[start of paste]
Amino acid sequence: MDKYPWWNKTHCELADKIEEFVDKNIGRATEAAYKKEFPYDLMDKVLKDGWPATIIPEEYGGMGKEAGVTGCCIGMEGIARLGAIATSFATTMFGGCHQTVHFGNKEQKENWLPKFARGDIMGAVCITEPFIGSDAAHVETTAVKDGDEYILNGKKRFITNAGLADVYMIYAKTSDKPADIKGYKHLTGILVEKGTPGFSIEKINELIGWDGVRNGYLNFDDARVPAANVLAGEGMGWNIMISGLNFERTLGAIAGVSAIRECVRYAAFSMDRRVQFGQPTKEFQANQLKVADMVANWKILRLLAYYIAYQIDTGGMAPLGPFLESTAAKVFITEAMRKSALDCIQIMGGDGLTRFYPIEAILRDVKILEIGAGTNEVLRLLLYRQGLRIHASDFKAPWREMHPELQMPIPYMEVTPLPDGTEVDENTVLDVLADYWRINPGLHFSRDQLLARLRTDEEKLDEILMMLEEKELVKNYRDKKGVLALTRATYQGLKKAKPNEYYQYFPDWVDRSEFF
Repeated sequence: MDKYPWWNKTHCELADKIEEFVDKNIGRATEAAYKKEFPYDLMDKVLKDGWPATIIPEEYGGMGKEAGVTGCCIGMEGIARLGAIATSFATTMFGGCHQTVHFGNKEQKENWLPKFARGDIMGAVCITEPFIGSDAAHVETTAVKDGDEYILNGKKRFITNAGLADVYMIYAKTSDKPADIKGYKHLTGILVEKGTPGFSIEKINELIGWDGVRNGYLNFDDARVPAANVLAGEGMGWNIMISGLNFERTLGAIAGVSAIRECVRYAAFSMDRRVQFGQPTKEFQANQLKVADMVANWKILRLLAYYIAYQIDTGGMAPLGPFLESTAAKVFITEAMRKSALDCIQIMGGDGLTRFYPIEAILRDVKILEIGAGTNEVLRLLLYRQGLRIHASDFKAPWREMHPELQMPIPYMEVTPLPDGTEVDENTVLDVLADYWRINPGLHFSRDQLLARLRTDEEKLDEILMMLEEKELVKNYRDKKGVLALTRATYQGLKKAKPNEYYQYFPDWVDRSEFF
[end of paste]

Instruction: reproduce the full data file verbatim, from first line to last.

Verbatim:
Amino acid sequence: MDKYPWWNKTHCELADKIEEFVDKNIGRATEAAYKKEFPYDLMDKVLKDGWPATIIPEEYGGMGKEAGVTGCCIGMEGIARLGAIATSFATTMFGGCHQTVHFGNKEQKENWLPKFARGDIMGAVCITEPFIGSDAAHVETTAVKDGDEYILNGKKRFITNAGLADVYMIYAKTSDKPADIKGYKHLTGILVEKGTPGFSIEKINELIGWDGVRNGYLNFDDARVPAANVLAGEGMGWNIMISGLNFERTLGAIAGVSAIRECVRYAAFSMDRRVQFGQPTKEFQANQLKVADMVANWKILRLLAYYIAYQIDTGGMAPLGPFLESTAAKVFITEAMRKSALDCIQIMGGDGLTRFYPIEAILRDVKILEIGAGTNEVLRLLLYRQGLRIHASDFKAPWREMHPELQMPIPYMEVTPLPDGTEVDENTVLDVLADYWRINPGLHFSRDQLLARLRTDEEKLDEILMMLEEKELVKNYRDKKGVLALTRATYQGLKKAKPNEYYQYFPDWVDRSEFF
Repeated sequence: MDKYPWWNKTHCELADKIEEFVDKNIGRATEAAYKKEFPYDLMDKVLKDGWPATIIPEEYGGMGKEAGVTGCCIGMEGIARLGAIATSFATTMFGGCHQTVHFGNKEQKENWLPKFARGDIMGAVCITEPFIGSDAAHVETTAVKDGDEYILNGKKRFITNAGLADVYMIYAKTSDKPADIKGYKHLTGILVEKGTPGFSIEKINELIGWDGVRNGYLNFDDARVPAANVLAGEGMGWNIMISGLNFERTLGAIAGVSAIRECVRYAAFSMDRRVQFGQPTKEFQANQLKVADMVANWKILRLLAYYIAYQIDTGGMAPLGPFLESTAAKVFITEAMRKSALDCIQIMGGDGLTRFYPIEAILRDVKILEIGAGTNEVLRLLLYRQGLRIHASDFKAPWREMHPELQMPIPYMEVTPLPDGTEVDENTVLDVLADYWRINPGLHFSRDQLLARLRTDEEKLDEILMMLEEKELVKNYRDKKGVLALTRATYQGLKKAKPNEYYQYFPDWVDRSEFF